It’s great to see smart brands investing in “Labs” as outlined in this recent Adweek article about pushing the frontiers of retail. You could also look at Kraft, Nike, Mondelez and even good old General Mills (but, their Marketing Lab is now defunct based on what i’ve heard recently). It’s easy to see why a big company would want to create a “Lab”:
- Try out new technology (without committing to long term support and integration)
- Try new approaches, methods and processes (without committing to roll them out across the rest of the company)
- Try new partners (without having to form long term relationships)
- Try new business models (without committing to long term capital)
And a bunch of other benefits.
I’ve been thinking about what a modern marketing team really needs, going forward. The forward thinking CMO’s will recognize that the “Lab” is a critical piece of a larger transformation effort. But, it’s not the only one. The CMO office will need to drive change through three pieces working together:
- The Lab – The place to, literally, experiment. Try new things, new tools, new skills, etc. This is where real innovation is found and validated.
- The Factory – This is where the content/marketing gets made at scale, efficiently with a core focus on delivering immediate impact, now. In general, this will be delivered by the current roster of agencies and other partners who are on the hook for content and brand building materials. CMO’s will need a way to inject the innovations created in the “Lab” into the Factory. Smart agencies will be actively looking for ways to translate what works in the lab into their everyday work.
- The Studio – The Studio is about craft, art and excellence. Generally, this is the content that is small, well crafted, and focused on making more of a statement. If brand content has the possibility of being art, the studio will craft it. Where the Lab is all about the “new” and “better” and the Factory is all about the “Scale” and “Efficiency” and results, the “Studio” is about delivering the highest quality possible.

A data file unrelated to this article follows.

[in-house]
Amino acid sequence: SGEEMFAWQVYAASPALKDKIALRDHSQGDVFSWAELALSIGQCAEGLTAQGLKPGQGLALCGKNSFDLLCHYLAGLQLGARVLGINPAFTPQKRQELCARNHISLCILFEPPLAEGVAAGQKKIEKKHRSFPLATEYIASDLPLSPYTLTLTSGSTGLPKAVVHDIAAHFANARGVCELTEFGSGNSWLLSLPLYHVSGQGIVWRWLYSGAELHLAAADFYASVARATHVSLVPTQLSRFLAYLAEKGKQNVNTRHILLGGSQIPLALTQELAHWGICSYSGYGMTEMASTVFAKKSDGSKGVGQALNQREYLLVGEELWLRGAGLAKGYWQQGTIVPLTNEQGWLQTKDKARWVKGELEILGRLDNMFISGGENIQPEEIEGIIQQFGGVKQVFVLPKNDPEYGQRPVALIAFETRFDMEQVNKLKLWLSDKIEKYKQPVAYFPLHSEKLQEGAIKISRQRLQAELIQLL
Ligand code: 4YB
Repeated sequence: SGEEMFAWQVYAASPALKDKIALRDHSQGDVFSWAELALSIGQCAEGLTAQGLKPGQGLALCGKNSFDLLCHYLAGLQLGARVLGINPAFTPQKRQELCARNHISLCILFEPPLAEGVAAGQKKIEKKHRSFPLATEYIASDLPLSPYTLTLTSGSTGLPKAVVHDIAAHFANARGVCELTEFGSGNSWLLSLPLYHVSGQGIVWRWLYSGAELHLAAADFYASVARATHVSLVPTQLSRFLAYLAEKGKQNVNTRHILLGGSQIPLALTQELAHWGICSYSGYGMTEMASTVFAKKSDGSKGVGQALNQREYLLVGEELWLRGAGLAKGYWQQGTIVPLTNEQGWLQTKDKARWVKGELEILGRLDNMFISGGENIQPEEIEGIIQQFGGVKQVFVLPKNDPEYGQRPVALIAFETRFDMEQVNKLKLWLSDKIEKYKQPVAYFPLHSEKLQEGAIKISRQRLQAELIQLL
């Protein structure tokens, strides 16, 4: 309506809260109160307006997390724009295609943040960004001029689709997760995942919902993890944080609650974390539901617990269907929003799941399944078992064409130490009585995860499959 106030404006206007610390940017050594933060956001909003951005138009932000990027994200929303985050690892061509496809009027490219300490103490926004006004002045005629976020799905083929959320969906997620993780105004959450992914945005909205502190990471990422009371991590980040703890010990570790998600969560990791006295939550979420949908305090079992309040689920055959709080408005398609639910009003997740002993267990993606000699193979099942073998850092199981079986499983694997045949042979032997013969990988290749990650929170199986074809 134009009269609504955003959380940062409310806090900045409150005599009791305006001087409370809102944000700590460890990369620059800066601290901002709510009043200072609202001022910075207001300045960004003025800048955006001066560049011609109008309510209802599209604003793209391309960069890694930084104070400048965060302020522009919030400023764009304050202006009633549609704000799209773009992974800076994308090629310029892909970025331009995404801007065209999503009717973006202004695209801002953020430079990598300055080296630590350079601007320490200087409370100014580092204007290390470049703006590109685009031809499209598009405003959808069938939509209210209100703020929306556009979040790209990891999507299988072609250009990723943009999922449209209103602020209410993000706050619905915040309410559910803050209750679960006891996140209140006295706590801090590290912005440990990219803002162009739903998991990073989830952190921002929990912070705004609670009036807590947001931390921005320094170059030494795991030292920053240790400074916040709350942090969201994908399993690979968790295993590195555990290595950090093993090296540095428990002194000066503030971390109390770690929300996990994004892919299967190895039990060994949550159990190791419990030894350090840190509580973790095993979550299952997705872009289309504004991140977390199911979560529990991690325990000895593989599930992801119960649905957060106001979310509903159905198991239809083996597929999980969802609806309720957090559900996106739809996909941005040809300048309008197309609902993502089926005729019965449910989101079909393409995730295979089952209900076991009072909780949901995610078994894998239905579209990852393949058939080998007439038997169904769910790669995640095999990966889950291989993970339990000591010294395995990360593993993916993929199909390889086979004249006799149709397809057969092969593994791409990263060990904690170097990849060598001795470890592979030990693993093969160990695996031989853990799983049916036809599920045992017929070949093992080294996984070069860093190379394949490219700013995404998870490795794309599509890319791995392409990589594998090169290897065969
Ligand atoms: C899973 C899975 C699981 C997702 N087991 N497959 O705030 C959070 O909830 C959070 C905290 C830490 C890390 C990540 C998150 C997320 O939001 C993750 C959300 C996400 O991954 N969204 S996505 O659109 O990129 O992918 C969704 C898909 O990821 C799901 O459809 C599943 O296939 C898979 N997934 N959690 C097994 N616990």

The job of the Chief Digital Officer (or the CMO herself) would be to integrate the three really effectively to deliver the results any good marketer needs:
- In Market results, now – The traditional results that marketers and business builders really need: Reach, frequency, depth, conversions, loyalty, advocacy.
- Better consumer knowledge – Data about the consumer and their interaction with the brand and the insights that come from the combination of data analysis and good old fashioned intuition
- Better operations – New ways of working, new techniques & tools to do the job better
- A clearer sense of what’s coming next – Stronger intuition about how the marketer can better serve the consumer AND build a longer term advantage for her brand or her company
This is pretty much thinking out loud. I hope to come back and work on these ideas.